After the construction your wood step stool, you have many options for finishing it. With each choice you will create a different look and feel.
The stained and varnished step stool above is very simple. We used the one step stain and sealer from MinWax.
But I wanted to try using milk paint on one of these Shaker step stools. I read quite a few articles about distressing the project to look old, and then how to use milk paint to complete the look.
My first step was to collect my woodworking distressing kit. As you can see from the photo, this is neither fancy nor expensive. [But I did see a set of distressing tools in one of the woodworking tool catalogs.]
Some articles recommended that you find a photo of an old project similiar to yours, and then copy the wear from that piece.
Ben found this step stool is his 93 year old Grandpa's woodshop.
You can see the wear patterns in this close-up photo.
The instructions I read recommended that you focus the distressing around the areas that would most likely to be bumped and scratched. So, I wailed away at the corners, the front edges of the steps, and the bottom of the sides.
IT WAS HARD TO PURPOSEFULLY "WRECK" a perfectly good piece of furniture, so I pretended that I was 5 years old, when wrecking things was normal. And that made it more fun.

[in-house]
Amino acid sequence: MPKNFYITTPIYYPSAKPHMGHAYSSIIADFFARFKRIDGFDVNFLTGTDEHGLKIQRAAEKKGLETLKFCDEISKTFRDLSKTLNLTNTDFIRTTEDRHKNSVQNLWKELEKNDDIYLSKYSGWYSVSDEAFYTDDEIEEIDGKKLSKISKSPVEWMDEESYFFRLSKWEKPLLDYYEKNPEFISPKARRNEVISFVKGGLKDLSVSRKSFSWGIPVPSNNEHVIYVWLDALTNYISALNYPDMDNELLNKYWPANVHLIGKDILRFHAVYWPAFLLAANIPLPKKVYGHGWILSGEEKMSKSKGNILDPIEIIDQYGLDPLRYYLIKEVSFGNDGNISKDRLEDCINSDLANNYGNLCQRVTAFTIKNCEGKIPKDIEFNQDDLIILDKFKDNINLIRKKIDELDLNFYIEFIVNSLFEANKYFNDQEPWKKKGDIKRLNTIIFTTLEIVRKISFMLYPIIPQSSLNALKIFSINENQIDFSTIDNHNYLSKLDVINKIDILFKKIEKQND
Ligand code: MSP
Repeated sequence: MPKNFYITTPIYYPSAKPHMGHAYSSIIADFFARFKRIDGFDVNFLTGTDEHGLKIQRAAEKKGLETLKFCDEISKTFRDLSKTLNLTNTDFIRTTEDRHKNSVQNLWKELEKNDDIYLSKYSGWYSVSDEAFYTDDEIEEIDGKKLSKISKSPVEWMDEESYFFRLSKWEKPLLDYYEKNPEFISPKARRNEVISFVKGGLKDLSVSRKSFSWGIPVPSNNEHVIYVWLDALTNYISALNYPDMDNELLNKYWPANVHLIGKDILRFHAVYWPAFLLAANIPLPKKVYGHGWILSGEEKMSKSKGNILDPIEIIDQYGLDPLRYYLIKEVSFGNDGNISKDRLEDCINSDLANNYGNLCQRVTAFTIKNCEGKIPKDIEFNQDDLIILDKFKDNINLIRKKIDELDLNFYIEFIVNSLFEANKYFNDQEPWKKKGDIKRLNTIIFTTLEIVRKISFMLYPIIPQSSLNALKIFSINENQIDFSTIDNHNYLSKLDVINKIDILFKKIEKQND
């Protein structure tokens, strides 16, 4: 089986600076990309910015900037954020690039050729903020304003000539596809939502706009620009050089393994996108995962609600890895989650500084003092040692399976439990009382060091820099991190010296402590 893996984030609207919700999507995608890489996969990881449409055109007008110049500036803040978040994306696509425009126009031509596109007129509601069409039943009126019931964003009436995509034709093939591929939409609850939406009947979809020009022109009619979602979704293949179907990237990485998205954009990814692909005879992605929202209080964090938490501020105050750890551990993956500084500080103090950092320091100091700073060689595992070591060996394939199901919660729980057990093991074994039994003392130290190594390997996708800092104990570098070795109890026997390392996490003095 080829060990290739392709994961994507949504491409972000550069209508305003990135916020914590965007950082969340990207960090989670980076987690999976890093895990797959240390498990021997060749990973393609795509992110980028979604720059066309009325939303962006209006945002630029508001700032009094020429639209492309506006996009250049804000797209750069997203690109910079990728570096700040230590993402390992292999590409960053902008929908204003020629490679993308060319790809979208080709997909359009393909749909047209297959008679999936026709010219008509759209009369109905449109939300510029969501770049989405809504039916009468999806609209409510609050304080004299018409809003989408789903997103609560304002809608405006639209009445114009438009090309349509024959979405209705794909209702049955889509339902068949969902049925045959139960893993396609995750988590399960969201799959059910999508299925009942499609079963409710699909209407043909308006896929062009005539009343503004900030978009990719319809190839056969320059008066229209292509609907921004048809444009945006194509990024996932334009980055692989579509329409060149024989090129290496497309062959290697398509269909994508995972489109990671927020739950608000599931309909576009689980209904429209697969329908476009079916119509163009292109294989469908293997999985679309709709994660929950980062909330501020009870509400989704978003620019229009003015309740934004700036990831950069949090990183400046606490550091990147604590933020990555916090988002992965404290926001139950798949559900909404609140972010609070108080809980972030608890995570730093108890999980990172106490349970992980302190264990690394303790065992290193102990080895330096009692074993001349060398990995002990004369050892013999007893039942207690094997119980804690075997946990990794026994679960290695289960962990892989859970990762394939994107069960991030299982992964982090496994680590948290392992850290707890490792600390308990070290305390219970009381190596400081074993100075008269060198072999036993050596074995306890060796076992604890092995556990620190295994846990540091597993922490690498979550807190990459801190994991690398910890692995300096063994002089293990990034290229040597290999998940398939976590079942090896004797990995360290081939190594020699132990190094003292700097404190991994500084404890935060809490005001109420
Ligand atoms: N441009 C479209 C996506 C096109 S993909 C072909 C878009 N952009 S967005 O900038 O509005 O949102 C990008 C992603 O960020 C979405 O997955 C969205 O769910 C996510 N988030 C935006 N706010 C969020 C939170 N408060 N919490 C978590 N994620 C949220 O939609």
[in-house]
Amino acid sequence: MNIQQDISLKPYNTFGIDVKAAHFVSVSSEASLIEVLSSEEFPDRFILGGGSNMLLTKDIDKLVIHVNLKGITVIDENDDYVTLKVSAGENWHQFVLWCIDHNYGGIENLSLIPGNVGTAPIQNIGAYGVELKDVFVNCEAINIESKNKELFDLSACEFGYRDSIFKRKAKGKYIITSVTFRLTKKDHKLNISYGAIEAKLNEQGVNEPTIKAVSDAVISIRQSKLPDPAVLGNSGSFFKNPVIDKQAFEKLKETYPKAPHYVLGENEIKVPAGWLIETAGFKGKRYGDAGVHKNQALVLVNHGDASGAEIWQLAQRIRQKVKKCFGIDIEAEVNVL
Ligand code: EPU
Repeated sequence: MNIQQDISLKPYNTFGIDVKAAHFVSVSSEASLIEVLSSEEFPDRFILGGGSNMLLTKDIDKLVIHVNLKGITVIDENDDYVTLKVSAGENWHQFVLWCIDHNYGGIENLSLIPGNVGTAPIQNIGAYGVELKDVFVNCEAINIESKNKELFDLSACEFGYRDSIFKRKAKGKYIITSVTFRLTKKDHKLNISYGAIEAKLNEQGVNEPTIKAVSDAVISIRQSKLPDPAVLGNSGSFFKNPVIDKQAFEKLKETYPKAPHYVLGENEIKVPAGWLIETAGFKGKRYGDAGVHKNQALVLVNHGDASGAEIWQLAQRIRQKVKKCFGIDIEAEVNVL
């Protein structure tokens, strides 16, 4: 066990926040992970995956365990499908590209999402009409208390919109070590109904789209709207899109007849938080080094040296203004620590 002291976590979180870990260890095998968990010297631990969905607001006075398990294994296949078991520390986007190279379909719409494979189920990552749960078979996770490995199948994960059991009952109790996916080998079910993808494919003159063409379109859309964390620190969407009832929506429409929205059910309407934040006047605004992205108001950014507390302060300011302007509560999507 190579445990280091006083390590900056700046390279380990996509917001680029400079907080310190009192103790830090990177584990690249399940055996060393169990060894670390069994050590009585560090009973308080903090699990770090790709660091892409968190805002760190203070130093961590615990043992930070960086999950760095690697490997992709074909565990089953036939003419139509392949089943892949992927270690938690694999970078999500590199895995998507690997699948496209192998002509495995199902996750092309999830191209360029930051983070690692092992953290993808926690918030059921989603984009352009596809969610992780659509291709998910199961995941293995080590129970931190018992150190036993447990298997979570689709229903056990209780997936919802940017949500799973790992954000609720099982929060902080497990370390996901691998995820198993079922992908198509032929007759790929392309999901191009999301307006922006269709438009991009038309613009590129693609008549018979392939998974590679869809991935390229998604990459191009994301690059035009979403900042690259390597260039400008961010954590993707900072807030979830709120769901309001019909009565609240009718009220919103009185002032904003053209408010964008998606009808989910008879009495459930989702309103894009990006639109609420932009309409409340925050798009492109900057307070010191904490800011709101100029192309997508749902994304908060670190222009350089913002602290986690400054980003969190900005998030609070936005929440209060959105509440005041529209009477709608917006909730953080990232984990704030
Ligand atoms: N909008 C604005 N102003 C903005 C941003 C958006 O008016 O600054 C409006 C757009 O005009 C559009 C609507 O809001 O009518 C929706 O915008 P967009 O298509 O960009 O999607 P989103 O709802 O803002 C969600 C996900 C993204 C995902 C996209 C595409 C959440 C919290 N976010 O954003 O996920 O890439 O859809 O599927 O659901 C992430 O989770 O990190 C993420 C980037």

When I received the milk paint I read all of the instructions before mixing up a little batch of paint. Applying the paint was easy, and I was pleased with the result.
Once the milk paint was completely dry, I applied a wax finish. With just one coat this dark brown Briwax was darker than I wanted. You have to seach to find the slate blue under the wax finish. And the directions said to apply it 3 times. . . .
The result was very dark!
I used a soft rag - old socks work great because you can turn them inside out, and have another clean area on the rag.
The wax absorbed into the end grain very nicely, but it didn't absorb into some of the distressed areas. As a result, new wood shows through, defeating the old, well used look I was after.
The first lesson I learned was that you need to dye the wood first. That dye is also available from Woodcraft.
So, that is what I will do for my next project. Sign up for the ezine so you can see how that one turns out.
My second lesson was to be patient.
After I had applied the wax, I didn't like the feel of the finish. You just couldn't run your fingers easily over the top.
But after it had dried for several weeks, it felt the same as the stained and varnished one made from these simple stool plans.
Your wood working project may be just fine in a couple of days.
The third lesson I learned was to practice on a scrap piece of wood. I am always telling the boys, "To get good at anything, you must practice, practice, practice." I need to practice that advice myself!
Even though my finished step stool wasn't perfect, it was still satisfying to complete it!
And the look was very close to Grandpa's step stool!
Our simple stool plans make great beginner wood projects for kids. For younger kids you could completely assemble the piece with your pocket hole jig, and have them paint it.
For pre-teens, you could cut the pieces and have them use the pocket screw jig to drill the pocket holes. They could also assemble the step stool using Kreg clamps.
For middle school kids, they could make this wood step stool from scratch.